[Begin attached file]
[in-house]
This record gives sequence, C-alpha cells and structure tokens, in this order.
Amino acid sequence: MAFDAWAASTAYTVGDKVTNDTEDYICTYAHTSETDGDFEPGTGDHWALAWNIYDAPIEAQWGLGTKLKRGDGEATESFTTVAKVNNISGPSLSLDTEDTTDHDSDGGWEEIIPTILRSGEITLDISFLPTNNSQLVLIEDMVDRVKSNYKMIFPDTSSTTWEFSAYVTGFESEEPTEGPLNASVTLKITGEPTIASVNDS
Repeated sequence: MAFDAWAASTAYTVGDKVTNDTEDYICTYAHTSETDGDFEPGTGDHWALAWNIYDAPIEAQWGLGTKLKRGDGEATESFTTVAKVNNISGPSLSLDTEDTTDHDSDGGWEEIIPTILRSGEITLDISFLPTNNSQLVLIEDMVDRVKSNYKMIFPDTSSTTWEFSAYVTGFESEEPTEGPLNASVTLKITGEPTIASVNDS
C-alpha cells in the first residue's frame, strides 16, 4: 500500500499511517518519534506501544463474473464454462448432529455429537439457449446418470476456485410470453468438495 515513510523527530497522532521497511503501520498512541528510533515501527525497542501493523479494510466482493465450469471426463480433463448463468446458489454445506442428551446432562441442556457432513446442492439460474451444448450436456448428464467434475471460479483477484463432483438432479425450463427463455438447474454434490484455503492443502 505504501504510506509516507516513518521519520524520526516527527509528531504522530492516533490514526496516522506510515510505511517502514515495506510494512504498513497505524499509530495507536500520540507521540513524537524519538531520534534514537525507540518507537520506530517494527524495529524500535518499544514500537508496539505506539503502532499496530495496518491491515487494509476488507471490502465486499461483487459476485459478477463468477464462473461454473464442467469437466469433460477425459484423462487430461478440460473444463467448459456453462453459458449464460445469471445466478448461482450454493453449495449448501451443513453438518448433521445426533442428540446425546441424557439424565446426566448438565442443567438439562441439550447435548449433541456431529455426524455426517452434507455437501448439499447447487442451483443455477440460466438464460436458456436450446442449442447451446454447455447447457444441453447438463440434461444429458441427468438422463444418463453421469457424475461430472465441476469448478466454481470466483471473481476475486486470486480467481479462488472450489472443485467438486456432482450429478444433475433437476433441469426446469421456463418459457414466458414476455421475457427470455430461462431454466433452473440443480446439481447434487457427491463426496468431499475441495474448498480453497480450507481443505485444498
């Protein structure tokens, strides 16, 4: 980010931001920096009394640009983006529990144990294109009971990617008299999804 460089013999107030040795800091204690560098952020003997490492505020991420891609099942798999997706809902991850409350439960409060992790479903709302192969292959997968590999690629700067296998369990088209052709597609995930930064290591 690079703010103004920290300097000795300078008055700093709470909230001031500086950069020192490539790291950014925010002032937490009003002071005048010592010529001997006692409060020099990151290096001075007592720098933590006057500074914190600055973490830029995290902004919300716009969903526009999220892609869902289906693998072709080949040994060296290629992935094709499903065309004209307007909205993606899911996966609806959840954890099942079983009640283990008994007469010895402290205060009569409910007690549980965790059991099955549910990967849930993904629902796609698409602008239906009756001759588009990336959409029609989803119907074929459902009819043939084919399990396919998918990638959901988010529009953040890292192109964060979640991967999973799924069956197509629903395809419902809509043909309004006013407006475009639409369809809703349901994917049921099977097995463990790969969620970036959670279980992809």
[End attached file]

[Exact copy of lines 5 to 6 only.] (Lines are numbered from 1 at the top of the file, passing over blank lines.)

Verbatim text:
C-alpha cells in the first residue's frame, strides 16, 4: 500500500499511517518519534506501544463474473464454462448432529455429537439457449446418470476456485410470453468438495 515513510523527530497522532521497511503501520498512541528510533515501527525497542501493523479494510466482493465450469471426463480433463448463468446458489454445506442428551446432562441442556457432513446442492439460474451444448450436456448428464467434475471460479483477484463432483438432479425450463427463455438447474454434490484455503492443502 505504501504510506509516507516513518521519520524520526516527527509528531504522530492516533490514526496516522506510515510505511517502514515495506510494512504498513497505524499509530495507536500520540507521540513524537524519538531520534534514537525507540518507537520506530517494527524495529524500535518499544514500537508496539505506539503502532499496530495496518491491515487494509476488507471490502465486499461483487459476485459478477463468477464462473461454473464442467469437466469433460477425459484423462487430461478440460473444463467448459456453462453459458449464460445469471445466478448461482450454493453449495449448501451443513453438518448433521445426533442428540446425546441424557439424565446426566448438565442443567438439562441439550447435548449433541456431529455426524455426517452434507455437501448439499447447487442451483443455477440460466438464460436458456436450446442449442447451446454447455447447457444441453447438463440434461444429458441427468438422463444418463453421469457424475461430472465441476469448478466454481470466483471473481476475486486470486480467481479462488472450489472443485467438486456432482450429478444433475433437476433441469426446469421456463418459457414466458414476455421475457427470455430461462431454466433452473440443480446439481447434487457427491463426496468431499475441495474448498480453497480450507481443505485444498
């Protein structure tokens, strides 16, 4: 980010931001920096009394640009983006529990144990294109009971990617008299999804 460089013999107030040795800091204690560098952020003997490492505020991420891609099942798999997706809902991850409350439960409060992790479903709302192969292959997968590999690629700067296998369990088209052709597609995930930064290591 690079703010103004920290300097000795300078008055700093709470909230001031500086950069020192490539790291950014925010002032937490009003002071005048010592010529001997006692409060020099990151290096001075007592720098933590006057500074914190600055973490830029995290902004919300716009969903526009999220892609869902289906693998072709080949040994060296290629992935094709499903065309004209307007909205993606899911996966609806959840954890099942079983009640283990008994007469010895402290205060009569409910007690549980965790059991099955549910990967849930993904629902796609698409602008239906009756001759588009990336959409029609989803119907074929459902009819043939084919399990396919998918990638959901988010529009953040890292192109964060979640991967999973799924069956197509629903395809419902809509043909309004006013407006475009639409369809809703349901994917049921099977097995463990790969969620970036959670279980992809």